Despite CBN Tightening Measures, Banks’ Loan Portfolio Surged by N20.8trn in 2023

Despite CBN Tightening Measures, Banks’ Loan Portfolio Surged by N20.8trn in 2023

Kayode Tokede

Despite the stringent policy measures implemented by the Central Bank of Nigeria (CBN), commercial banks in the country have witnessed a remarkable N20.8trillion Year-on-Year (YoY) growth in their total credit to the private sector, reaching a substantial N62.52 trillion in 2023.

Data from the CBN revealed that the private sector credit extension (PSCE) experienced a robust   49.78 per cent increase YoY, leading up to December 2023 from N41.74 trillion reported in December 2022.

FBNQuest in a new report noted the data by CBN encompasses lending activities across the entire banking system, and encompassing entities banks.

Banks lending to private sustained momentum in first eight months of 2023 but dropped in September to N59.51 trillion from N56.95 trillion in August, when the CBN removed the N2 billion daily limit on funds placed at the Standing Deposit Facility (SDF) window.

It also dropped in November to N59.74trillion from N63.57trillion in October 2023.

The SSA Banking research analyst, Vetiva Capital Management Limited, Olumide Sole in a chat with THISDAY attributed the decline in credit to private sector to risk management strategies adopted by financial institutions to whether the storm of the current macroeconomic headwinds seen in the economy as a result of the policy reforms implemented by the new administration.

According to him, “another major reason is the removal of the limit in the SDF window, as banks can now dump their excess liquid assets via that window and earn a risk-free return of 15.75per cent compared to giving out credit to the private sector which comes with additional risk.”

The reported N20.8trillion YoY growth in lending to real sector is coming on the backdrop of rising inflationary pressures.

These measures include the reintroduction of Open Market Operation (OMO) auctions, Cash Reserve Requirement (CRR) debits, lifting the N2.0 billion cap on Standing Deposit Facility for Deposit Money Banks (DMBs), and modifying the asymmetric corridor of the Monetary Policy Rate (MPR) to (+100/-300basis points) from the previous (+100/-700 basis points).

To effectively curb inflation, the CBN has consistently pursued liquidity tightening through Open Market Operation (OMO) sales. In the fourth quarter of 2023, the Central Bank conducted three OMO auctions, followed by another in January 2024.

During the most recent auction, the CBN set a one-year tenor with a stop rate of 17.5 per cent, attracting a substantial oversubscription of N350 billion.

On January 11, 2024, the CBN conducted its first OMO sales of the year, amounting to N357.2 billion. These measures reflect the central bank’s commitment to employing strategic financial tools to maintain economic stability amidst inflation challenges.

 On the impact of banks lending to the private sector, analysts stated that Nigeria’s business environment is facing a lot of macro economic challenges, stressing that its impact not reflecting in terms of jobs creation among others amid foreign exchange challenges and high cost of doing business. 

Speaking with THIISDAY, the Director/Chief Executive Officer, Centre for the Promotion of Private Enterprise (CPPE), Dr. Muda Yusuf stated that the distribution of banks credit is towards key sectors such as oil & gas, with SMEs contribution not up to 1 per cent.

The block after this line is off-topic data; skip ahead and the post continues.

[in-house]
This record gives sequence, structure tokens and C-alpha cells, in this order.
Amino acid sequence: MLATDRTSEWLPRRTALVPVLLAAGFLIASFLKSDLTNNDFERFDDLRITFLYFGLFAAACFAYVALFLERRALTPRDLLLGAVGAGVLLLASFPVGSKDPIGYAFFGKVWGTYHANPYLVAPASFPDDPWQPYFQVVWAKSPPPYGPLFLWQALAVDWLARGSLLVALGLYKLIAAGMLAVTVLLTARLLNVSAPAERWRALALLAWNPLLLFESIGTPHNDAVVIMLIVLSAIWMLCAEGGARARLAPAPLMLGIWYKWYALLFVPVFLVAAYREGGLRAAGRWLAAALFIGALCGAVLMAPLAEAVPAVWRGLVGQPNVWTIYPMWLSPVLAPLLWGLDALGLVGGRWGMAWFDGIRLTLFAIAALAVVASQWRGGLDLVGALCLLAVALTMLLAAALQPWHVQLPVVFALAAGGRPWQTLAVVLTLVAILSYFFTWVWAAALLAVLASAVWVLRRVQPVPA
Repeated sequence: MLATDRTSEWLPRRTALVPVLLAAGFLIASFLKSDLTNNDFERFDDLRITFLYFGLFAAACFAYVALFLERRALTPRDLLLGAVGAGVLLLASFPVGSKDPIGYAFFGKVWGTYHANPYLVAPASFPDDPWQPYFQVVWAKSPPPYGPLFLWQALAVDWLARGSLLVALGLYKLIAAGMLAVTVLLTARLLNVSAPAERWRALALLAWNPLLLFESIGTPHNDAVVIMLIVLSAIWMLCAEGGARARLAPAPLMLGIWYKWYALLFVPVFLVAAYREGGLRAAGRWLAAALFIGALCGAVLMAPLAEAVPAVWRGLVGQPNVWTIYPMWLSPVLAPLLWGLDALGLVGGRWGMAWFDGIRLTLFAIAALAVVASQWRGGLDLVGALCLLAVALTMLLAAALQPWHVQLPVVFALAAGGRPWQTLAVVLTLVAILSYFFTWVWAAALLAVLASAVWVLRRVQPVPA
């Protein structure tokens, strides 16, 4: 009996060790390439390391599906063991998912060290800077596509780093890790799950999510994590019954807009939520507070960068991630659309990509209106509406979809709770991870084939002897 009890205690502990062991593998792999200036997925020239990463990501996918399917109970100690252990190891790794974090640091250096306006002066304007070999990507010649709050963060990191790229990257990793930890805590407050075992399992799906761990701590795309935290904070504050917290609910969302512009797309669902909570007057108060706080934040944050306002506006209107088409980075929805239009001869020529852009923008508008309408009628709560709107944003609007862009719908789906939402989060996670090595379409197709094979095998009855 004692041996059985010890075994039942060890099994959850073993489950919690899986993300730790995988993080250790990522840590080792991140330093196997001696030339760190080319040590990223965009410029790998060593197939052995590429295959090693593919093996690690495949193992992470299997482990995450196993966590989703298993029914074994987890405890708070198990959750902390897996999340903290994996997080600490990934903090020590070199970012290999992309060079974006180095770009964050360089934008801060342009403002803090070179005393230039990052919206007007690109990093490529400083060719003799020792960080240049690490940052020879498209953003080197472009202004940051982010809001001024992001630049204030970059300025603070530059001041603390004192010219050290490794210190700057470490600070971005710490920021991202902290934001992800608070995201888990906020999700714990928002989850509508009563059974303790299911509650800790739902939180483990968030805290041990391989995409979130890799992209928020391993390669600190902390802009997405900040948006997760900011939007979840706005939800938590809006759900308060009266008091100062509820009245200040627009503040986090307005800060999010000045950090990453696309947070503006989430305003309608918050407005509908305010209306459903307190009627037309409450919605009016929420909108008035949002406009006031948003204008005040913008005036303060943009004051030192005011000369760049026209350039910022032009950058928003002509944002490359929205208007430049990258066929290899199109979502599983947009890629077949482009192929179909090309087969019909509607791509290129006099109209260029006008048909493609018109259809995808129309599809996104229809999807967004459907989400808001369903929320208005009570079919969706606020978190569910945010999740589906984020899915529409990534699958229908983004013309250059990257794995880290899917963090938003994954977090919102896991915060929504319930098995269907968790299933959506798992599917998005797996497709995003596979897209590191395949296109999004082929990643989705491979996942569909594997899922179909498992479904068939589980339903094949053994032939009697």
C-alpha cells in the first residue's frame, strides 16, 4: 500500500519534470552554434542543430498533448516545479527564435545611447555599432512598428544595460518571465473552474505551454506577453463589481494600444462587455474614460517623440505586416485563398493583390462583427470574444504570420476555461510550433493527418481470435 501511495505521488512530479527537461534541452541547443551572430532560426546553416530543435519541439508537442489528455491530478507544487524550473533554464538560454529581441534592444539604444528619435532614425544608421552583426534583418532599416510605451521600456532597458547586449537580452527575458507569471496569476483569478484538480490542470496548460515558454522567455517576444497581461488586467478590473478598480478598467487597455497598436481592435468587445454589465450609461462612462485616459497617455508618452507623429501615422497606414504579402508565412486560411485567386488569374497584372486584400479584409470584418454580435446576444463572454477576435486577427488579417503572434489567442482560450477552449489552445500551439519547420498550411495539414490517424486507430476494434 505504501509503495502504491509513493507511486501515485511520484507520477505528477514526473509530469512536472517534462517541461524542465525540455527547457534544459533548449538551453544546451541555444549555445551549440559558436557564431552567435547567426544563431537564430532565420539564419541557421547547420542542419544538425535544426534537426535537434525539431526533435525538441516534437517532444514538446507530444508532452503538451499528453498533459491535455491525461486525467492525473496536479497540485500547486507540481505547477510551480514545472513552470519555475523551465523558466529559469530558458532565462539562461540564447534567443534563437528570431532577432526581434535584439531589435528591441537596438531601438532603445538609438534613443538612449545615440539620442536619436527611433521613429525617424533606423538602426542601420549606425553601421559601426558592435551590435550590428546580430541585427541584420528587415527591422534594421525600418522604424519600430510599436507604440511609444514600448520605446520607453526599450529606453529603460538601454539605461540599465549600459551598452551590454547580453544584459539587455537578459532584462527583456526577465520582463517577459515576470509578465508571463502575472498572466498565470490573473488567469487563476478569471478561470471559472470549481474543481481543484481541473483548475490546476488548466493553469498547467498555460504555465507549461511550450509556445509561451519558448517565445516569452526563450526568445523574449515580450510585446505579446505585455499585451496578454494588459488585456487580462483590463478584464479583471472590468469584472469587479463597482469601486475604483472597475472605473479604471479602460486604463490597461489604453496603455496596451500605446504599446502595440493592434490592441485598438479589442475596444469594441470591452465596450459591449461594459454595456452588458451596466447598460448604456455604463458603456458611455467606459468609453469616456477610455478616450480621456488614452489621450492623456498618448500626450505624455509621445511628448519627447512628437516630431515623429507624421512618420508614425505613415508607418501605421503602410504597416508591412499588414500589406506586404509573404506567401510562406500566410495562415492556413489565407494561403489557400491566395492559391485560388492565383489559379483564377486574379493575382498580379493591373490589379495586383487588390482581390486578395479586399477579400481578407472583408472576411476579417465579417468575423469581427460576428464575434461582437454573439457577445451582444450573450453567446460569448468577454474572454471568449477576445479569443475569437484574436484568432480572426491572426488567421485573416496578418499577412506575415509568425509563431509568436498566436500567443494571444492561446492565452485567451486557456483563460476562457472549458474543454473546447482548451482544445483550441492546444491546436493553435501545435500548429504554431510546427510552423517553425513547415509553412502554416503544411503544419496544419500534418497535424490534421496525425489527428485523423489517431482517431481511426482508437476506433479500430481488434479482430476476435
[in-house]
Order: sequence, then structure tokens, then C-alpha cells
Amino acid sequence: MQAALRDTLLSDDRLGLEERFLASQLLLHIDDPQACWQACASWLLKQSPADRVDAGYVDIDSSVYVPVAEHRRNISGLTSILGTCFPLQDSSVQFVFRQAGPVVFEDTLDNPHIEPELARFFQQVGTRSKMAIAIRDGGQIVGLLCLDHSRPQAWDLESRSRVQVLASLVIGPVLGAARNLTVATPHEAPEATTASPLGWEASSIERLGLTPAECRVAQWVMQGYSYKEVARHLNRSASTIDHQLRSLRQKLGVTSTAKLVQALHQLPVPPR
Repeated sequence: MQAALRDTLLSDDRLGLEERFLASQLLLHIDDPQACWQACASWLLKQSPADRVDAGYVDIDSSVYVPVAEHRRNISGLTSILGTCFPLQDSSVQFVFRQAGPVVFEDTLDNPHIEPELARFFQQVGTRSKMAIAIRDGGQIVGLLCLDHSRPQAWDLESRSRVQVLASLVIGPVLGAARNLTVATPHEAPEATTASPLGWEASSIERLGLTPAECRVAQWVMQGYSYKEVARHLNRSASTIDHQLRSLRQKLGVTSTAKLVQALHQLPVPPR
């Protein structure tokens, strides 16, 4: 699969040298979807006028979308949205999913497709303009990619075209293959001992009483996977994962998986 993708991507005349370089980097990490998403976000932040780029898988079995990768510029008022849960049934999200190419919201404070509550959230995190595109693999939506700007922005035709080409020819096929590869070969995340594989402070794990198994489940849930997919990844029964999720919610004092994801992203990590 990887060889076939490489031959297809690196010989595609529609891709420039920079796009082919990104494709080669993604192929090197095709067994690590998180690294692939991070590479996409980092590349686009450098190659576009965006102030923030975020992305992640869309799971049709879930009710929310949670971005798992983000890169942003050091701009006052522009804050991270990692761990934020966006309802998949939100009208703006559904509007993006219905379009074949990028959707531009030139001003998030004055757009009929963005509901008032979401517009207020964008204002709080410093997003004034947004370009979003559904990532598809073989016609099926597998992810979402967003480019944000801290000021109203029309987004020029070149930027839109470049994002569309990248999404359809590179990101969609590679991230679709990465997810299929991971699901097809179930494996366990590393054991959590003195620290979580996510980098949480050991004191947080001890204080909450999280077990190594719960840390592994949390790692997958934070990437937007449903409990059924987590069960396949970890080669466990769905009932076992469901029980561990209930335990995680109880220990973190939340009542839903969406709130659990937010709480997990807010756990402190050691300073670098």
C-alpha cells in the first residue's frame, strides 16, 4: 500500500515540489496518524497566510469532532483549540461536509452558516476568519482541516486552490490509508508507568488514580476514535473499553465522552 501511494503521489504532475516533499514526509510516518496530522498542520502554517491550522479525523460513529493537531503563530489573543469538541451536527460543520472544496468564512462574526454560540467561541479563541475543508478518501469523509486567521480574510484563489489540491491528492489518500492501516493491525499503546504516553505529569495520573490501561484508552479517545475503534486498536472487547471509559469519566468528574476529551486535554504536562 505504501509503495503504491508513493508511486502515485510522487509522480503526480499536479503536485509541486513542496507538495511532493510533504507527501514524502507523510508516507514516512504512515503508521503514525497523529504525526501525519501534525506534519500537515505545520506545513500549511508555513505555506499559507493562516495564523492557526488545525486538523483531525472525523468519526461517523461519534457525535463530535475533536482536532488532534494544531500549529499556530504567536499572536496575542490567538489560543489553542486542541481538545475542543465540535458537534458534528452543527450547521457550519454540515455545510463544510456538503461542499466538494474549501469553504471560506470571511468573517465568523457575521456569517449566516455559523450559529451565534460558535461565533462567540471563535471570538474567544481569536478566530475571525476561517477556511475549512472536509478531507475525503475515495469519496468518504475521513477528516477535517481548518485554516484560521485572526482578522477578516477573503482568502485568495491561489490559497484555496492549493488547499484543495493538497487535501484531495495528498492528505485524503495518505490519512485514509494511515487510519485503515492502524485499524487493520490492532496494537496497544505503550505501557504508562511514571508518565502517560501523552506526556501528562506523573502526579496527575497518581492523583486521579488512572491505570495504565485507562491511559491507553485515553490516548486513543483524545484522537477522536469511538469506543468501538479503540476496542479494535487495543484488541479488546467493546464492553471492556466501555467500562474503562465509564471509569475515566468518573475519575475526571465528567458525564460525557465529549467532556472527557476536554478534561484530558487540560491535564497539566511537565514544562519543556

“When you are talking about development, Small and Medium Enterprises (SMEs) segment is a very critical segment. If this sector does not have to credit, it is difficult to see the impact. Over 90 per cent of these funds are going to oil & gas, telecommunication and high-earning sectors which we have the influence of multinationals.

“If you have such distribution of credit, the impact on development and jobs will be very minimal. Another point is that which sector does this fund go into? I can bet you, not much of this N20.8trilliion private sector lending to the real sector goes into Agriculture, manufacturing and real estate. The distribution of funds matters in macro economy growth and these sectors are seriously behind.

“Let’s talk about the value of money. N1 million in 2022 is not the same as N1million in 2023. All these factors are constraining factors   to the impact of credit to the private sector on the economy.”

According to the Head, of Financial Institutions Ratings at Agusto & Co, Mr. Ayokunle Olubunmi, “Some will argue that part of the reasons for high inflation rate is high money in circulation. The high money in circulation has to do with the velocity of the money that has to do with the impact of credit to the private sector.

“For most banks where these funds are flowing from, remember after the election, a lot of them increased lending to the private sector. However, the devaluation increased the working capital of those in the real sector and it shrank the impact of private sector lending to the real sector.”

In addition, the Vice President, Highcap Securities Limited, Mr. David Adnori said the added N20.8 trillion credit to the private sector has not added anything to Nigeria’s macro economy.

According to him, “If the additional N20.8trillion was impactful, we could have seen the impact reflecting on the inflation rate.  The inflation rate has continued to gallop, indicating that what the banks are financing has no impact in sharping the supply situation in the economy.

“CBN does not disclose the sectors that benefited from the impact and it is insufficient to the best of my knowledge.”

On improving the impact this year, Adnori called on banks to extend credit to productive sectors in a move to further enhanced domestic production rather than concentrating on financing import trade.

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